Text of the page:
NICOSIA (Reuters) - A water pipeline is being planned to link Turkey with drought-hit northern Cyprus in a bid to ease a critical water shortage on the Mediterranean island, an official said on Thursday.
The Turkish Cypriot administration in the north of the island believes a 60 km (37 mile) pipeline running between southern Turkey and northern Cyprus could carry up to 75 million cubic meters of water annually.
“The planning phase of the project will be completed by the end of this year,” said Durali Elal, a Turkish Cypriot environment official.
“Bids for the project will start in 2009 and construction could be launched in the same year,” Elal told Reuters.
The pipeline, to be laid some 250 meters below sea level, suspended above the extremely deep seabed, will cost an estimated $400 to $450 million which Turkey will pay, he said.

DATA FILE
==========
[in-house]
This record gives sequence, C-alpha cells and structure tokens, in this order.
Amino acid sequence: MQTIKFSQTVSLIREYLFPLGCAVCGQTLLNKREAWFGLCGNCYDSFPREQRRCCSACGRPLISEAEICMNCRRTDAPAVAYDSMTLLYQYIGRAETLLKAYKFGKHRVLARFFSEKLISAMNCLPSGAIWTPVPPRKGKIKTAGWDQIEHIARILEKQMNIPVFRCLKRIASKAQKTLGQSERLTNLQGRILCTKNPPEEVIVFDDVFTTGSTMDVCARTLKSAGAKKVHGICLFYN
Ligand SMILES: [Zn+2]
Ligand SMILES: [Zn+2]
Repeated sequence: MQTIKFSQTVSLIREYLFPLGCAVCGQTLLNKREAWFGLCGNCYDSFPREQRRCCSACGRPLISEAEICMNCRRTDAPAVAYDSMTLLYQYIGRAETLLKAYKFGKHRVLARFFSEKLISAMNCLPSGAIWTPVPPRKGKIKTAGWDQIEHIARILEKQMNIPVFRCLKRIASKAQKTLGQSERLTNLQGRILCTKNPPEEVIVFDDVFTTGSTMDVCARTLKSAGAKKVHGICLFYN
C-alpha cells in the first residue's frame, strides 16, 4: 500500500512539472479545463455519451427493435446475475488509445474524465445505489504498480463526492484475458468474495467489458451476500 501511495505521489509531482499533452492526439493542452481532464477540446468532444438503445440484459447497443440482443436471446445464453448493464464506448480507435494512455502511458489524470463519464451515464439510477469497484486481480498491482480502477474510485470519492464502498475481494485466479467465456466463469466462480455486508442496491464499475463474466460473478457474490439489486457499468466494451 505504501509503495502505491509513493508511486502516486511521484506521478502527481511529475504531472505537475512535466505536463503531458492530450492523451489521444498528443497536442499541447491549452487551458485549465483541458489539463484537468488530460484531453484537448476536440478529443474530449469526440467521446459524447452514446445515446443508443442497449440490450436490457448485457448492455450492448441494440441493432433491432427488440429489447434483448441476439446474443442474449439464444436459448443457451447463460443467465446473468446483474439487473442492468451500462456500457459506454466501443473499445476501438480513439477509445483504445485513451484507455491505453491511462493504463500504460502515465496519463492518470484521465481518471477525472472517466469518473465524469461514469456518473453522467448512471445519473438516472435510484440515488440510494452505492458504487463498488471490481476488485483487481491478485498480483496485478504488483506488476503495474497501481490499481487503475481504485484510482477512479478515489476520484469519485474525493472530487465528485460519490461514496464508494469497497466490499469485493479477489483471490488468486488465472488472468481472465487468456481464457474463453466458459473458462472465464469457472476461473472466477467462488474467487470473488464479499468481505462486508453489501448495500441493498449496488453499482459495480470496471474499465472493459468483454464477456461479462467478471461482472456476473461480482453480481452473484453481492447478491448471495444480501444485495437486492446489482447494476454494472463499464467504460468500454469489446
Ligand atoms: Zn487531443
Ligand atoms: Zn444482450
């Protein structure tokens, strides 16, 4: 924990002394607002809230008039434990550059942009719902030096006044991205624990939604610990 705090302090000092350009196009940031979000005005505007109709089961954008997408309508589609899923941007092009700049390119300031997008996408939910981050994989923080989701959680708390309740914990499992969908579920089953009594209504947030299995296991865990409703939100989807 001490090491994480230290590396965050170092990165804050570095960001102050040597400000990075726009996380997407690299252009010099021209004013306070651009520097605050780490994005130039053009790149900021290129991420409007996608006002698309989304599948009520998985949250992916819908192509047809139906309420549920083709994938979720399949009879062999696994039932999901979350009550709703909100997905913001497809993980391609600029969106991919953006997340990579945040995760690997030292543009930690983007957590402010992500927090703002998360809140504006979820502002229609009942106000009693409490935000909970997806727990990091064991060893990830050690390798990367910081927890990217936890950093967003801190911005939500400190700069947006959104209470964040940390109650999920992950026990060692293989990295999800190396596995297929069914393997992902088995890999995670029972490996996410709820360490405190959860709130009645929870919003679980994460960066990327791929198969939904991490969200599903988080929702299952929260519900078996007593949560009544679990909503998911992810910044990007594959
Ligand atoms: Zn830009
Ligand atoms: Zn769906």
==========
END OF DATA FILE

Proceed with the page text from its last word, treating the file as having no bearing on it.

Cyprus, ethnically divided between its Greek and Turkish Cypriot communities, is experiencing one of its worst droughts in decades.
The southern Greek Cypriot side of the island has already started emergency imports of water by tanker from Greece and plans to import a total of 8.0 million cubic meters in the July-November period.
Four years of inadequate rainfall have left reservoirs on the island virtually empty, and underground water deposits have been depleted by over-extraction. Some accounts say annual rainfall has shrunk by more than 10 percent in the past three decades.
The pipeline is the latest of several attempts to overcome the island’s chronic water shortage. Turkish Cypriots have in the past imported water in giant floating balloons towed from Turkey, but with mixed results.
Elal said the pipeline could easily meet Turkish Cypriot water needs. “If there is the demand, we could provide water for our neighbors as well, including south Cyprus,” he said.
Reporting by Anil Isik, editing by Tim Pearce
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